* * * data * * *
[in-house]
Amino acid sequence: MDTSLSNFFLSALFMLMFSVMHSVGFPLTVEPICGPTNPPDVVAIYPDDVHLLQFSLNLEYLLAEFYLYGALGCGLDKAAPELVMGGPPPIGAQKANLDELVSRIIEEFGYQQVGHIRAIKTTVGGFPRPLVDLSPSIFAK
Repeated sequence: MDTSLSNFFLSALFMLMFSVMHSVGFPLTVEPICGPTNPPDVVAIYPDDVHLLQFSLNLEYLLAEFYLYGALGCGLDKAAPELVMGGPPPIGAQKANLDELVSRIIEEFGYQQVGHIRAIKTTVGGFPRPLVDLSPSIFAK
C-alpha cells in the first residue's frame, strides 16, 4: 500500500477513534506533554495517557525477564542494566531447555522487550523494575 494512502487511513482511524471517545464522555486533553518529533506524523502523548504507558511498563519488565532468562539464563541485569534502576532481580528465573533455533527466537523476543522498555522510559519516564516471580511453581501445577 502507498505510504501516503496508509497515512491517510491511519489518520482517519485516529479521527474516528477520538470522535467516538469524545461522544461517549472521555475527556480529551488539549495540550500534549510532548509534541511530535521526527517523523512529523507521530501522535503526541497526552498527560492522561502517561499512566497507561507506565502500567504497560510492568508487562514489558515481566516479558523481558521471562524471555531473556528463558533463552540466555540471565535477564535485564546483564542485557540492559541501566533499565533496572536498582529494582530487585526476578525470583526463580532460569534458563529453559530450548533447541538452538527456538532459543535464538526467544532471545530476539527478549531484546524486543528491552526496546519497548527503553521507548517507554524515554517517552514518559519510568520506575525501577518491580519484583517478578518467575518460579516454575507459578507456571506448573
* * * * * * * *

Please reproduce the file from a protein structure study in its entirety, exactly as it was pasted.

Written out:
[in-house]
Amino acid sequence: MDTSLSNFFLSALFMLMFSVMHSVGFPLTVEPICGPTNPPDVVAIYPDDVHLLQFSLNLEYLLAEFYLYGALGCGLDKAAPELVMGGPPPIGAQKANLDELVSRIIEEFGYQQVGHIRAIKTTVGGFPRPLVDLSPSIFAK
Repeated sequence: MDTSLSNFFLSALFMLMFSVMHSVGFPLTVEPICGPTNPPDVVAIYPDDVHLLQFSLNLEYLLAEFYLYGALGCGLDKAAPELVMGGPPPIGAQKANLDELVSRIIEEFGYQQVGHIRAIKTTVGGFPRPLVDLSPSIFAK
C-alpha cells in the first residue's frame, strides 16, 4: 500500500477513534506533554495517557525477564542494566531447555522487550523494575 494512502487511513482511524471517545464522555486533553518529533506524523502523548504507558511498563519488565532468562539464563541485569534502576532481580528465573533455533527466537523476543522498555522510559519516564516471580511453581501445577 502507498505510504501516503496508509497515512491517510491511519489518520482517519485516529479521527474516528477520538470522535467516538469524545461522544461517549472521555475527556480529551488539549495540550500534549510532548509534541511530535521526527517523523512529523507521530501522535503526541497526552498527560492522561502517561499512566497507561507506565502500567504497560510492568508487562514489558515481566516479558523481558521471562524471555531473556528463558533463552540466555540471565535477564535485564546483564542485557540492559541501566533499565533496572536498582529494582530487585526476578525470583526463580532460569534458563529453559530450548533447541538452538527456538532459543535464538526467544532471545530476539527478549531484546524486543528491552526496546519497548527503553521507548517507554524515554517517552514518559519510568520506575525501577518491580519484583517478578518467575518460579516454575507459578507456571506448573